Ricardo Delgado presented the Colombian team’s work on linking their Markal energy model with the Department of National Planning’s MEG4E model for the Colombian economy. The team is evaluating the impact of carbon taxes and different caps on GHG emissions on the Colombian economy. Discussions touched on how their model could be used to analyse the impact of mitigation actions on income distribution by incorporating different household income groups. The Colombian team is also considering a tax for international electricity imports which could significantly affect their results.

Angel Salazar and Tessy Vásquez presented the IIAP’s work on modelling a policy that incentivises reforestation through agroforestry in Peru, a mitigation action starting with government investment rather than a tax. Key suggestions from the EconLab participants were to include the impact of REDD on employment and household income, as positive impacts on these variables could lead to more favourable reviews by government.

Bruno Merven presented the South African team’s work on linking SATIM, a sectoral model and eSAGE, an economy-wide model. He also presented some of the preliminary results that the team obtained from modelling the implication of a carbon tax on economic growth, jobs and poor households. Discussions focused on the how the choice of starting point (sectoral vs economy wide) could change the end convergence point and hence results of the model.

Plenary discussions cast the net wider to current and past research beyond the CDKN-funded work. Harald Winkler shared the experience of the Energy Research Centre in packaging carbon tax during their Long Term Mitigation Scenarios project (2005-2007). Pedro Rochedo gave an overview of the Global Environment Facility (GEF) funded project on GHG mitigation options in key-sectors in Brazil. Marcelo Moreira from the Institute for International Trade Negotiations (ICONE) gave a presentation on Brazilian Land-use Model (BLUM) and the linking of land use, land use change and forestry (LULUCF) models and economy-wide models. Plenary sessions also addressed general issues such as the conceptualisation and measurement of co-benefits. Harald Winkler emphasised the potential to re-cast the problem in ‘development first’ terms by looking at mitigation as a co-benefit of developmental actions rather than the other way around. He argued that as long as the focus of Integrated Assessment Models (IAMs) is on mitigation, there is a risk that it will remain a niche activity. As a Adrian Stone from the Energy Research Centre confirmed: “Jobs, jobs, jobs. That’s what Treasury told us. If you want to sell mitigation, jobs are the way to do it.”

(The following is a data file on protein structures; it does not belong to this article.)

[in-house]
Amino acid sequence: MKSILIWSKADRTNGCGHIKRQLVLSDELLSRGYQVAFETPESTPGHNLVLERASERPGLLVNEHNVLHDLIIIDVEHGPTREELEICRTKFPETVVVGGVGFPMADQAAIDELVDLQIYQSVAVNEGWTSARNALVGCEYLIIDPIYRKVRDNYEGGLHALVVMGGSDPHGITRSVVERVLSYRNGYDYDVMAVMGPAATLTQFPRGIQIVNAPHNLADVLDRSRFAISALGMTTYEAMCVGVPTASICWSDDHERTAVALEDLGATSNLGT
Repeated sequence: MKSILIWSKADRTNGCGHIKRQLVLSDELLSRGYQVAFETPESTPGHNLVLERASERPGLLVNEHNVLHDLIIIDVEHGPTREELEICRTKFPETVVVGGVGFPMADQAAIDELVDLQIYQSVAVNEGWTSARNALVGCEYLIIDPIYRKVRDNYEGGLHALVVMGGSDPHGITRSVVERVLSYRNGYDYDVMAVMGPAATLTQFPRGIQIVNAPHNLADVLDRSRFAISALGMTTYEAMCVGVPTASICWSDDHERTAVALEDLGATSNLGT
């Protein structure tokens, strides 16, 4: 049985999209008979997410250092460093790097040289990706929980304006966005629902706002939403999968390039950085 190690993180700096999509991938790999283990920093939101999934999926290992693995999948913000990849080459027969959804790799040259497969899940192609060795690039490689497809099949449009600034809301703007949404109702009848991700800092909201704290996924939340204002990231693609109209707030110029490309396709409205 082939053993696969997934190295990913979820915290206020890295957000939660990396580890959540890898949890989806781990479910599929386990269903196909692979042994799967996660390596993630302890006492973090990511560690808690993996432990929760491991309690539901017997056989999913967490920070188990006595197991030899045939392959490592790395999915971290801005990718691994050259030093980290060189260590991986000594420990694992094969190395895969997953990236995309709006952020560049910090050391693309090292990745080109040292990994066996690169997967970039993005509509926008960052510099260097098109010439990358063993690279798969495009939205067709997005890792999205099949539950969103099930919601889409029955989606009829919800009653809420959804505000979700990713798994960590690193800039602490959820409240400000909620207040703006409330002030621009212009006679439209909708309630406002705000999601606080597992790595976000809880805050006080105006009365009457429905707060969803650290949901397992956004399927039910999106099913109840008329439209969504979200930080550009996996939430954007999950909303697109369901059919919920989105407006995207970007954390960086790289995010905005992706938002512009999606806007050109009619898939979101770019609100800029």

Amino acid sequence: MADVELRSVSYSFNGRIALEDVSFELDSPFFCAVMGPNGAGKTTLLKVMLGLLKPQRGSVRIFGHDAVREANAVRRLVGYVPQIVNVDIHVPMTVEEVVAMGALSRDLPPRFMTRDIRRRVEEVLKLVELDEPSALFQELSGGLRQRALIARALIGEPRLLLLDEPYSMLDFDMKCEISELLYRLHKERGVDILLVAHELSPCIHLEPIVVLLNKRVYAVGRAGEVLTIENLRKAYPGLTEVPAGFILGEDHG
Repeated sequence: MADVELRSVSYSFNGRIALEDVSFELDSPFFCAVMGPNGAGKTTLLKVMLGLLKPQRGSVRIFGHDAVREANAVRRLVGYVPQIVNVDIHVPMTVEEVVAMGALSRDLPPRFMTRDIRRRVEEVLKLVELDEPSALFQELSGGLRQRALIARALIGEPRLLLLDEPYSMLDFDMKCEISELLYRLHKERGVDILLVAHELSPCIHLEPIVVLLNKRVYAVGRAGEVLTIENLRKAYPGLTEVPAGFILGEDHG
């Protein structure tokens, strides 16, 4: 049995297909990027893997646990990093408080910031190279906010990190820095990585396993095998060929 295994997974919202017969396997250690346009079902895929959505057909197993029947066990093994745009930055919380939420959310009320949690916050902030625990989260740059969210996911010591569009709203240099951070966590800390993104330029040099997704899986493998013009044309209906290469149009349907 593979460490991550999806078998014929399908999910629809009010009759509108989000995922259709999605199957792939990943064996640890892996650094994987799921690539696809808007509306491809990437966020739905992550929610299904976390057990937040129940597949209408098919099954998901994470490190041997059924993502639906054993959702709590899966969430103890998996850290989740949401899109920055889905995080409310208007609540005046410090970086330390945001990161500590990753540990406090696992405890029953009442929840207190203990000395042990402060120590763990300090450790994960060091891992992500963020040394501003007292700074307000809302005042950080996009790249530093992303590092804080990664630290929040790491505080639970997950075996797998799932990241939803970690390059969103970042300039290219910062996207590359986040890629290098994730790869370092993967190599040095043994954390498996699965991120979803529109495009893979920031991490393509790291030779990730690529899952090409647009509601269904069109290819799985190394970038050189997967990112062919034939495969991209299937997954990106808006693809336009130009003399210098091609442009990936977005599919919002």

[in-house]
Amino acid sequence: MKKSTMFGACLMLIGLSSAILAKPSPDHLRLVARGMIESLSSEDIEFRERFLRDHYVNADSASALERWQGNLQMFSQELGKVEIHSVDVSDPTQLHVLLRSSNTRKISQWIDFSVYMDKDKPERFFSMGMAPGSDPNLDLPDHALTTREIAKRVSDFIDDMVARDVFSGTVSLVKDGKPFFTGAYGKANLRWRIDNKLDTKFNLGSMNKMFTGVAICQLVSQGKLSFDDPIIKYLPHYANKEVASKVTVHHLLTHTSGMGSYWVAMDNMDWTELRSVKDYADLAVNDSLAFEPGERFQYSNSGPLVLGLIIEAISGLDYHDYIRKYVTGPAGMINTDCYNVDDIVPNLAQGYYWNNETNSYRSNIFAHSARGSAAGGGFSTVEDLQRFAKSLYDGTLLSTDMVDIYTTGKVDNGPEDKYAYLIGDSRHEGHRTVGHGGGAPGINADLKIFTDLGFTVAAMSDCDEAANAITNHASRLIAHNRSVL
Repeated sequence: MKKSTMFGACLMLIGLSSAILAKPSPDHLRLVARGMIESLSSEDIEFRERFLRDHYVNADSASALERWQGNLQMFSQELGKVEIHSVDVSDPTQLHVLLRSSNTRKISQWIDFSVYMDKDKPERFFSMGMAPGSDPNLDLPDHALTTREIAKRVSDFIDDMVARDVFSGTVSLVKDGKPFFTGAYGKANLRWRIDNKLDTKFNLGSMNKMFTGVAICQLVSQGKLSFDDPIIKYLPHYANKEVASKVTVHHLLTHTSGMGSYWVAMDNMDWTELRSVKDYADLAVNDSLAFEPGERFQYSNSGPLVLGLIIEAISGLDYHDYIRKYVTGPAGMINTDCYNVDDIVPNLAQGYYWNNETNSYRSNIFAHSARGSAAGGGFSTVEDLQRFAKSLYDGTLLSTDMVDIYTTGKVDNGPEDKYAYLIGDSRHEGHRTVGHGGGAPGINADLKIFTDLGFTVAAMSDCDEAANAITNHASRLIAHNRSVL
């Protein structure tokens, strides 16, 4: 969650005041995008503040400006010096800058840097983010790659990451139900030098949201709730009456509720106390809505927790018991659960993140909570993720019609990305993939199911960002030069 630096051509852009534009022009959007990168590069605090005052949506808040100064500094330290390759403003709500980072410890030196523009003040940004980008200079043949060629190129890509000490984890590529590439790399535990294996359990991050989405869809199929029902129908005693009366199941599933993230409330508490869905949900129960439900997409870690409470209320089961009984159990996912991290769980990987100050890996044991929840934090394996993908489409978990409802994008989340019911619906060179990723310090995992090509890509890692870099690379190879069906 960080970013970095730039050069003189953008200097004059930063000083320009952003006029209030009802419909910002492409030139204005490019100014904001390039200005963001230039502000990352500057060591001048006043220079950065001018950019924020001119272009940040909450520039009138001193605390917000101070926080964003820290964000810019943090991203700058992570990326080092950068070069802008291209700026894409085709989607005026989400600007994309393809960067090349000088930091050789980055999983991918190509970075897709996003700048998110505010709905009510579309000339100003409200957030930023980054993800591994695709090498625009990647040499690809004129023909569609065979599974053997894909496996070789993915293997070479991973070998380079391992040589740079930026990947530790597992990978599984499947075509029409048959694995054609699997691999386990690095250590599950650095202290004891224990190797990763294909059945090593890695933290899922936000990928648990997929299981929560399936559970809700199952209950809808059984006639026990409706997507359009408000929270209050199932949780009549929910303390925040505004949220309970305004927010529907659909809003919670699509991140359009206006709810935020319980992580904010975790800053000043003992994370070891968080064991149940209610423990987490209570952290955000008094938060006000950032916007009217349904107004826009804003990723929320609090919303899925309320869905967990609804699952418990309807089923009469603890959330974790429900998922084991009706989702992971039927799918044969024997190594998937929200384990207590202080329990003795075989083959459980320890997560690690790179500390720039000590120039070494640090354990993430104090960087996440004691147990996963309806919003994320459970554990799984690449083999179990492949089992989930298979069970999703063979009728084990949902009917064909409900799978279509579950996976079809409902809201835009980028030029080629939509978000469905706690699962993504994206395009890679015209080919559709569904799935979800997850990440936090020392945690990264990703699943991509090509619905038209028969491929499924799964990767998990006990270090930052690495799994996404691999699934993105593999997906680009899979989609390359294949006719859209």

The workshop ended with parallel café sessions on LULUCF, the mechanics of linking models, and measuring co-benefits. These small group discussions allowed interested participants a more granular discussion on specific issues of interest.

The lab foregrounded the importance of collaboration between research teams from different southern institutions and the value of collegial exchange, support and competition. “The workshop [was] very helpful to improve the methodologies we are undertaking” said a Brazilian participant. “It has been very useful to share our experience and ask for advice on the main concerns for the Peruvian macro-economic team” remarked a Peruvian participant.

For more information on the CDKN-funded project visit the CDKN project page. For workshop resources, including posters and presentations, visit the MAPS workshop page.